Loans secured by units in a condominium with significant deferred maintenance or that have received a directive from a regulatory authority or inspection agency to make repairs due to unsafe conditions will no longer be eligible for purchase by Fannie Mae. Significant deferred maintenance is defined as any one of the following:
In order to determine whether significant deferred maintenance exists, Fannie Mae has indicated that its best practice for lenders is to review the past six months of a condominium association’s meeting minutes and obtain information about any maintenance or construction that may have significant safety, soundness, structural integrity, or habitability impacts on the unit or the project. References to items such as improvements, renovations, inadequate reserve funding, budget deficits, and negative cash-flows should be researched to determine if these items are related to deferred maintenance or other conditions that impact the safety, soundness, structural integrity, or habitability. Fannie Mae has also recommended that lenders review any available inspection, engineering, or other certification reports completed within the past five years to identify deferred maintenance that may need to be addressed.
Fannie Mae will now require all condo lenders to determine whether the condominium association has imposed any special assessments. The lender must document the loan file with the following:
If the special assessment is related to safety, soundness, structural integrity, or habitability, all related repairs must be fully completed, or the project is not eligible. Additionally, if the lender or appraiser is unable to determine that there is no adverse impact, the project is ineligible.
In Fannie Mae Lender Letter (LL-2021-14), Fannie Mae clarified that not every defect in a condominium will prevent a potential purchaser from obtaining a loan. Specifically, the following types of issues will not make a condominium project ineligible:
On December 15, 2021, Freddie Mac issued Bulletin 2021-38: Temporary Condominium and Cooperative Project Requirements and Topic 5600 Reorganization – CRC – Single Family – Freddie Mac. The requirements contained in Bulletin 2021-31 will become effective on February 28, 2022. Similar to the Fannie Mae Bulletin, Bulletin 2021-31 states that the purposes of tightening the lending requirements is due to increased risk after the Champlain Towers South collapse in Surfside, Florida. The Freddie Mac requirements apply to all condominium loans in in projects with five or more attached units.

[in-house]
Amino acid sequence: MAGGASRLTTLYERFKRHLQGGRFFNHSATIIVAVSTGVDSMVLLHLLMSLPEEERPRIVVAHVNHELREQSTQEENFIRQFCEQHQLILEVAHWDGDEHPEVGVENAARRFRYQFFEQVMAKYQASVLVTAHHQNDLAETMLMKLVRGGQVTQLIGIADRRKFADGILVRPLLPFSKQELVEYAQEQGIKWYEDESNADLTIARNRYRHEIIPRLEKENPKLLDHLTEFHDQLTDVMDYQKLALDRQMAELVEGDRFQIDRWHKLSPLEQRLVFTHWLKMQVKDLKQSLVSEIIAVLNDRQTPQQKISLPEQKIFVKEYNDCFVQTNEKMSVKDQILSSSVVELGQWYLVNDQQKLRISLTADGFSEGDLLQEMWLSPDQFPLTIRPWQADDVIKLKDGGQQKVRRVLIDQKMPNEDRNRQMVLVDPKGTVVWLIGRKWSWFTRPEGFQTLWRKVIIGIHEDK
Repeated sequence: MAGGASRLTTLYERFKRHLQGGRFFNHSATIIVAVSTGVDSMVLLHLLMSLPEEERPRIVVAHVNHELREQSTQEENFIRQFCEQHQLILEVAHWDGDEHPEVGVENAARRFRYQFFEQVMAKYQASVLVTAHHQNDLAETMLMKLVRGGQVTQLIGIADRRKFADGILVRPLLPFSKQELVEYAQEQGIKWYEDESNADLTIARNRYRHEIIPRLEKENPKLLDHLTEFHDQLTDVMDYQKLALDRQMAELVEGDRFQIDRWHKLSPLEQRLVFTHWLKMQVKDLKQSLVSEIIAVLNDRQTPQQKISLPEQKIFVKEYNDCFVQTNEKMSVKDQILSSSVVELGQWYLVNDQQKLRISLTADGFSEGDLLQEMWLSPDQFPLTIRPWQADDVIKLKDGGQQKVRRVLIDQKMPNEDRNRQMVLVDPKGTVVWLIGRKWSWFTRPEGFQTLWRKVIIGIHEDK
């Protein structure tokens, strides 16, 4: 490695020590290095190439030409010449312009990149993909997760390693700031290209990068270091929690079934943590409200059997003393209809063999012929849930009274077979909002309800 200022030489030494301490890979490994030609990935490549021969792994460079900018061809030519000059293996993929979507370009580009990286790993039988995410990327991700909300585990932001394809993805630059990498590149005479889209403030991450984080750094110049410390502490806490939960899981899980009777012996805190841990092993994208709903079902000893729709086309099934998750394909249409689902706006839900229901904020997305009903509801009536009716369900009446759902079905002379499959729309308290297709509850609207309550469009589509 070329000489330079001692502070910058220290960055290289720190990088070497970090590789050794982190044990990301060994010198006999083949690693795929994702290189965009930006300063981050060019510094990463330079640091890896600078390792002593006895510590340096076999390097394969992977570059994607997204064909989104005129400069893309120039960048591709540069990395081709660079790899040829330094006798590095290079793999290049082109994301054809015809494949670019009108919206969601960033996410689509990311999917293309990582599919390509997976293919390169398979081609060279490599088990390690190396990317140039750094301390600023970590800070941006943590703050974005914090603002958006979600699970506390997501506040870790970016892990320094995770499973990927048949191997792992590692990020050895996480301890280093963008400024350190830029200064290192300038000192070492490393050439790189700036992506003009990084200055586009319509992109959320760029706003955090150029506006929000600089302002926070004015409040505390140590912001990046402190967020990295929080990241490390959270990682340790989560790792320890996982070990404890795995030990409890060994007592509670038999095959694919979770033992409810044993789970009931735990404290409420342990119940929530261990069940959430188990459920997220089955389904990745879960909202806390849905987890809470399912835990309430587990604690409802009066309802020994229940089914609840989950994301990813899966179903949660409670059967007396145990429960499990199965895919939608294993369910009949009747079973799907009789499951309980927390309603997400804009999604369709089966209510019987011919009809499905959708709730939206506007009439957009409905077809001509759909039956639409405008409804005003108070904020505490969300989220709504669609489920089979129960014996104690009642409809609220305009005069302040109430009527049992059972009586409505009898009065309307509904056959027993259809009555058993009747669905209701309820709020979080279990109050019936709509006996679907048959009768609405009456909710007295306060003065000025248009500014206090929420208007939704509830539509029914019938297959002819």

Bulletin 2021-38 is similar to the Fannie Mae lending guidelines, but speaks in terms of not lending in condominiums that have “significant critical repairs”, which are defined as follows:
Repairs and replacements that significantly impact the safety, soundness, structural integrity or habitability of the project’s building(s) and/or that impact unit values, financial viability or marketability of the project. These repairs and replacements include:
Freddie Mac has indicated the following forms of documentation are acceptable in determining that a condominium does not have any significant critical repairs:
Similar to Fannie Mae, Freddie Mac will now require all condo lenders to determine whether the condominium association has imposed any special assessments. The lender must review the following with respect to each special assessment:
When your ready to get started on your VA loan, we are experts to guide you through the entire process, the first step is getting you pre-approved. You can apply online or you prefer to speak with one of our VA Mortgage Experts, we would be happy to speak with you. Call or text us at 407-955-4575.